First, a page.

Photo and cartoon caption contests are a big thing on social media. Businesses use them to generate traffic on their sites and help people remember their brand. The idea is to bring your own unique interpretation to a far-out concept.

The Bible is full of far-out imagery generated by the prophets in the Old Testament and by Jesus in the New to help them teach the people of their day using concepts on which they could get a strong mental grasp. Unfortunately, people with their own messages to sell have often tried hijacking those images and attaching their own captions to draw traffic to their own cause. Sunday’s first reading offers an example. It comes from the Book of Ezekiel (Ez 37:12-14). In it, the Prophet uses graphic imagery to sell people on the concept of unity under one God. In Sunday’s excerpt, he uses an image that Jesus would later bring to life with his own resurrection:

Then you shall know that I am the LORD, when I open your graves and have you rise from them, O my people! I will put my spirit in you that you may live.

Following this graphic image, Ezekiel uses another, employing the fusion of two sticks into one to depict the unification of Israel (EZ 37:16-19).

As for you, son of man, take one stick and write on it, “Judah and those Israelites associated with it.” Then take another stick and write on it: “Joseph, Ephraim’s stick, and the whole house of Israel associated with it.” Join the two sticks together so they become one stick in your hand. When your people ask you, “Will you not tell us what you mean by all this?” answer them: Thus says the Lord GOD: I will take the stick of Joseph, now in Ephraim’s hand, and the tribes of Israel associated with it, and join to it the stick of Judah, making them one stick; they shall become one in my hand.

Ezekiel took no chances for misinterpretation and gave instructions for settling any confusion among his audience. “They shall be no more two nations, neither shall they be divided into two kingdoms any more at all” (Ez 37:22). But leave it to false “prophets” to make a caption contest out of God’s inspiration. Others have used this stick imagery to claim the stick of Joseph as theirs and therefore worthy of being parallel in stature with the Bible, represented by the stick of Judah. But they altered this image of two united sticks into two separate sticks that make up a scroll—with their doctrine dispensed between them.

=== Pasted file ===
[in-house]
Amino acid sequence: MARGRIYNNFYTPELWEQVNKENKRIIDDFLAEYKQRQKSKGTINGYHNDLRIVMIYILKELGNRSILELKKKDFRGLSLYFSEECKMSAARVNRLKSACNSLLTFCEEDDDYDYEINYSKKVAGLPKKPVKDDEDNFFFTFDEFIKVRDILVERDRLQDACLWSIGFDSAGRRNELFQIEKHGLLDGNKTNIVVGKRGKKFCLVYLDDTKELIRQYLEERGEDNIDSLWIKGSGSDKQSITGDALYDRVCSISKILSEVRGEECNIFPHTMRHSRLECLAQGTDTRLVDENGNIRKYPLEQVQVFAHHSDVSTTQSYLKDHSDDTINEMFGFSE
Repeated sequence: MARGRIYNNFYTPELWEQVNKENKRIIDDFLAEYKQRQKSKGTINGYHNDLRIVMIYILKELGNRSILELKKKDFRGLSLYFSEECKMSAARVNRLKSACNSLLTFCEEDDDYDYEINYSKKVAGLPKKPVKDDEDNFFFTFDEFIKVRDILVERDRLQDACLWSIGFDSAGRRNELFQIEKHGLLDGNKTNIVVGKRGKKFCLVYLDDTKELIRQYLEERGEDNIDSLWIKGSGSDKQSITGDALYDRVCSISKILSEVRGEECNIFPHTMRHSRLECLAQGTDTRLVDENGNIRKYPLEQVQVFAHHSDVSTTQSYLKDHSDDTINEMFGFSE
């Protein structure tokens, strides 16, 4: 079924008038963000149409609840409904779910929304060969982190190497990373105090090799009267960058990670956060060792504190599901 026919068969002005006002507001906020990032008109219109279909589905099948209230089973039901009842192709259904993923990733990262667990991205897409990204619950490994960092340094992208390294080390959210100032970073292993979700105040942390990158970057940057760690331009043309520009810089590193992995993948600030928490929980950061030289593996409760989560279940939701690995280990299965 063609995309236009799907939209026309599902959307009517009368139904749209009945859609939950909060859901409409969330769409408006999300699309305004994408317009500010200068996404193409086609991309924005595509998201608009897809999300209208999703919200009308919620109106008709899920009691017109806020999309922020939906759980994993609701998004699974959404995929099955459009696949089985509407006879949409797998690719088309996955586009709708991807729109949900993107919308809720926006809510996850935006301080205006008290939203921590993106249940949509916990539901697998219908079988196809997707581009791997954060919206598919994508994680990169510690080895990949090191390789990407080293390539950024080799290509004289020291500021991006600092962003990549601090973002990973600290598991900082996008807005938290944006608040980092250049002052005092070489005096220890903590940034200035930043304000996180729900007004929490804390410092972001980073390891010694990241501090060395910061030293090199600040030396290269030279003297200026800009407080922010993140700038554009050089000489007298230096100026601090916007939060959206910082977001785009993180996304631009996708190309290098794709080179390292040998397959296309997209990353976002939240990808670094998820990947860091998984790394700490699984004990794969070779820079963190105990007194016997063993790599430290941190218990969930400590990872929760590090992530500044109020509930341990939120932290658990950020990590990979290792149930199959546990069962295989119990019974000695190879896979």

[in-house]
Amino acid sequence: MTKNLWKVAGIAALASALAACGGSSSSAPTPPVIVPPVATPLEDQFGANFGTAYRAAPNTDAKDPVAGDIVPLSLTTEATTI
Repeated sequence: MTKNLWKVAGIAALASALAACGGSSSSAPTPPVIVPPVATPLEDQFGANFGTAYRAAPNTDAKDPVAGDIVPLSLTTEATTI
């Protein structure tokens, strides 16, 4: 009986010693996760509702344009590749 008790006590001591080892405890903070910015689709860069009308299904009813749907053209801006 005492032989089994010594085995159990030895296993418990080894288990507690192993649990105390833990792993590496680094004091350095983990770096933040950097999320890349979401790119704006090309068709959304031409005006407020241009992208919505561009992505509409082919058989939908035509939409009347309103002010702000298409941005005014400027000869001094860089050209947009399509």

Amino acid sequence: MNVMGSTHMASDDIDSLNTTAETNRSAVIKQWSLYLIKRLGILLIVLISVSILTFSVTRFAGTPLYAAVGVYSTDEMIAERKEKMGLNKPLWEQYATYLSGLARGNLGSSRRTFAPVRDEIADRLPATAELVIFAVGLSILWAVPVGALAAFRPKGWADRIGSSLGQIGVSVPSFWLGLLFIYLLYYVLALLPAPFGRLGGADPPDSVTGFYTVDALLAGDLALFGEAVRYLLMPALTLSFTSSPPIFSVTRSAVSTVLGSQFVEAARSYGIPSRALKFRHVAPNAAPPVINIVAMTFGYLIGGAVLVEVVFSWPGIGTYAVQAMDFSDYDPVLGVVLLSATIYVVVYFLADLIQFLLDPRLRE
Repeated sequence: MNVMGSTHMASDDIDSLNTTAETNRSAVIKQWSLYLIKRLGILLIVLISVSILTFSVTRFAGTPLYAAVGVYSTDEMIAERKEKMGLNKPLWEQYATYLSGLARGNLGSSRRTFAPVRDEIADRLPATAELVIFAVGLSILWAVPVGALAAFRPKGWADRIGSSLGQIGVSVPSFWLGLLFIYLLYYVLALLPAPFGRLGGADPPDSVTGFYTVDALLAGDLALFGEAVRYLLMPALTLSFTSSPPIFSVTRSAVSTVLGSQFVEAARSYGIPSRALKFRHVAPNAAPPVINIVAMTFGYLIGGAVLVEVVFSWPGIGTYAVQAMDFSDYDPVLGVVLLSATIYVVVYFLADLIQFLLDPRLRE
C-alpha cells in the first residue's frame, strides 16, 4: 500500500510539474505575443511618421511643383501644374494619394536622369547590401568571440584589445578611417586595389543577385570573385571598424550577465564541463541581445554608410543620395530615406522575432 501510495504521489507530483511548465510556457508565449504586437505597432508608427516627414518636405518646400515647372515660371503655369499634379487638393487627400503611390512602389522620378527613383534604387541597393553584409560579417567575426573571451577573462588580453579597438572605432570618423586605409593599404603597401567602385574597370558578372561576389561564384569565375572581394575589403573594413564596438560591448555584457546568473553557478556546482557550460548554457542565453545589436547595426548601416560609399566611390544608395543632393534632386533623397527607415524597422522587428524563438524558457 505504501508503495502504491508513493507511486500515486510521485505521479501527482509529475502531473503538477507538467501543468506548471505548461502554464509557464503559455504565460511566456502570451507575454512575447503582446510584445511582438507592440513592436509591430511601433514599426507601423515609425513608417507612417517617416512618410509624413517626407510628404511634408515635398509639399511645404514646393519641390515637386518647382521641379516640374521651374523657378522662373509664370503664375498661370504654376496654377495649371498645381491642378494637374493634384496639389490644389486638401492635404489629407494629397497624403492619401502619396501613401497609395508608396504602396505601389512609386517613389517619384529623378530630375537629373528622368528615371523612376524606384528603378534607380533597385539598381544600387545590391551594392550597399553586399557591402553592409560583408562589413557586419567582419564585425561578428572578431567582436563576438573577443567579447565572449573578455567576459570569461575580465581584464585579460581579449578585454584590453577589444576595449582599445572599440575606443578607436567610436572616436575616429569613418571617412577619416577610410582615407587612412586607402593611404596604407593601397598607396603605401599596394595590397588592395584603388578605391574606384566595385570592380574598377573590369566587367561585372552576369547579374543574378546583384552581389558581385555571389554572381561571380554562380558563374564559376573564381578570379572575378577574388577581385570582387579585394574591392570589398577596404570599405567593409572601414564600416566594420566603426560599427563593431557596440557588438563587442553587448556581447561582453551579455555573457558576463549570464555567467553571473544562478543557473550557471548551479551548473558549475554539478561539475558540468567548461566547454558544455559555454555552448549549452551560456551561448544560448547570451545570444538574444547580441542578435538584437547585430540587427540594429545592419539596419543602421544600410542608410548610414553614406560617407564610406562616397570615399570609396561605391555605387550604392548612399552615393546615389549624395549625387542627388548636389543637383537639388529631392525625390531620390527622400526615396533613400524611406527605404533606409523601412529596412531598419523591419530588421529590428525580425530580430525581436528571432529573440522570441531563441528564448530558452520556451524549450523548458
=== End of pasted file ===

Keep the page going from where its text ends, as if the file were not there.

At least when Jesus’s disciples heard their Master use his graphic imagery while teaching, they had direct access to the source for an interpretation. Sunday’s gospel reading (Jn 11:1-45) offers the perfect example to further illustrate Ezekiel’s grave imagery. Only difference is, with Jesus, wild imagery like that often became miraculously real—and his overwhelmed students didn’t always get it when their Master used plain language to caption the miraculous. They would soon realize that the resurrection of Lazarus was not just a parable, and he was not just sleeping. They needed a caption from Jesus to explain the miracle of life they were about to witness.

“Master, if he is asleep, he will be saved.” But Jesus was talking about his death, while they thought that he meant ordinary sleep. So then Jesus said to them clearly, “Lazarus has died. And I am glad for you that I was not there, that you may believe. Let us go to him.”

And with the words, “Lazarus, come out!,” the disciples understood the meaning of humanity’s redemption—and the reality of Christ’s miracles.

In Sunday’s second reading (Rom 8:8-11), Paul makes the miracle of resurrection personal for all who would learn about it through his letters:

If the Spirit of the one who raised Jesus from the dead dwells in you, the one who raised Christ from the dead will give life to your mortal bodies also, through his Spirit dwelling in you.

Paul was a winner at interpreting his Master’s teachings and tempering our fear of death. So while we’re in this life, let’s use those winnings to set each other up for a joyful retirement.

–Tom Andel